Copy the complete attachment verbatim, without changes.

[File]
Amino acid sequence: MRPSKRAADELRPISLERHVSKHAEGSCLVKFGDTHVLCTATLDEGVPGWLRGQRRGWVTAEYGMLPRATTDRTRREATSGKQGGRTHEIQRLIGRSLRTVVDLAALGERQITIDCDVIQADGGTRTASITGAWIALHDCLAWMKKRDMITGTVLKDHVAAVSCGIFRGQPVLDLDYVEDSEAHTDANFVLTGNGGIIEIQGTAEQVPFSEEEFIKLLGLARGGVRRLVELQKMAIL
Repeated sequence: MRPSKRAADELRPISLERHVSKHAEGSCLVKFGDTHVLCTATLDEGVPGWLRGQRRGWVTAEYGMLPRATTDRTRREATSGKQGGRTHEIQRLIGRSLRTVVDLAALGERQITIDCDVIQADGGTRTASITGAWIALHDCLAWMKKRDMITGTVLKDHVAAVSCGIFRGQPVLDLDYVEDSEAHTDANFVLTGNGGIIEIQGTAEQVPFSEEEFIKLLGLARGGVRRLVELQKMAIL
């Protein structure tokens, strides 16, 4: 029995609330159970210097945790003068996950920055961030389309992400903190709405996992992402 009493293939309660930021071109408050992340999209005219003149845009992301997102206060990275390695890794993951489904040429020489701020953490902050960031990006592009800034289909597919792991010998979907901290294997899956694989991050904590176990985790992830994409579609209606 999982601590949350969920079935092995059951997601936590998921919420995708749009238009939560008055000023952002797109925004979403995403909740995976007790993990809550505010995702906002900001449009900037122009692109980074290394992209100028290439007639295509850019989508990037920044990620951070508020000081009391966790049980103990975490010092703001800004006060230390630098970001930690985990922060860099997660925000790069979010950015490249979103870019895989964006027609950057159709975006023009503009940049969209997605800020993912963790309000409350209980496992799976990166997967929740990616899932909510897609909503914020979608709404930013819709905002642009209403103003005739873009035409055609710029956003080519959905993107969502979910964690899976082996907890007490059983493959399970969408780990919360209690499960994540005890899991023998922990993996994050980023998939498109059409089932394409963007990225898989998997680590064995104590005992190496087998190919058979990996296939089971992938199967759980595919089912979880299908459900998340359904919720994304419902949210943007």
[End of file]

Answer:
Amino acid sequence: MRPSKRAADELRPISLERHVSKHAEGSCLVKFGDTHVLCTATLDEGVPGWLRGQRRGWVTAEYGMLPRATTDRTRREATSGKQGGRTHEIQRLIGRSLRTVVDLAALGERQITIDCDVIQADGGTRTASITGAWIALHDCLAWMKKRDMITGTVLKDHVAAVSCGIFRGQPVLDLDYVEDSEAHTDANFVLTGNGGIIEIQGTAEQVPFSEEEFIKLLGLARGGVRRLVELQKMAIL
Repeated sequence: MRPSKRAADELRPISLERHVSKHAEGSCLVKFGDTHVLCTATLDEGVPGWLRGQRRGWVTAEYGMLPRATTDRTRREATSGKQGGRTHEIQRLIGRSLRTVVDLAALGERQITIDCDVIQADGGTRTASITGAWIALHDCLAWMKKRDMITGTVLKDHVAAVSCGIFRGQPVLDLDYVEDSEAHTDANFVLTGNGGIIEIQGTAEQVPFSEEEFIKLLGLARGGVRRLVELQKMAIL
């Protein structure tokens, strides 16, 4: 029995609330159970210097945790003068996950920055961030389309992400903190709405996992992402 009493293939309660930021071109408050992340999209005219003149845009992301997102206060990275390695890794993951489904040429020489701020953490902050960031990006592009800034289909597919792991010998979907901290294997899956694989991050904590176990985790992830994409579609209606 999982601590949350969920079935092995059951997601936590998921919420995708749009238009939560008055000023952002797109925004979403995403909740995976007790993990809550505010995702906002900001449009900037122009692109980074290394992209100028290439007639295509850019989508990037920044990620951070508020000081009391966790049980103990975490010092703001800004006060230390630098970001930690985990922060860099997660925000790069979010950015490249979103870019895989964006027609950057159709975006023009503009940049969209997605800020993912963790309000409350209980496992799976990166997967929740990616899932909510897609909503914020979608709404930013819709905002642009209403103003005739873009035409055609710029956003080519959905993107969502979910964690899976082996907890007490059983493959399970969408780990919360209690499960994540005890899991023998922990993996994050980023998939498109059409089932394409963007990225898989998997680590064995104590005992190496087998190919058979990996296939089971992938199967759980595919089912979880299908459900998340359904919720994304419902949210943007």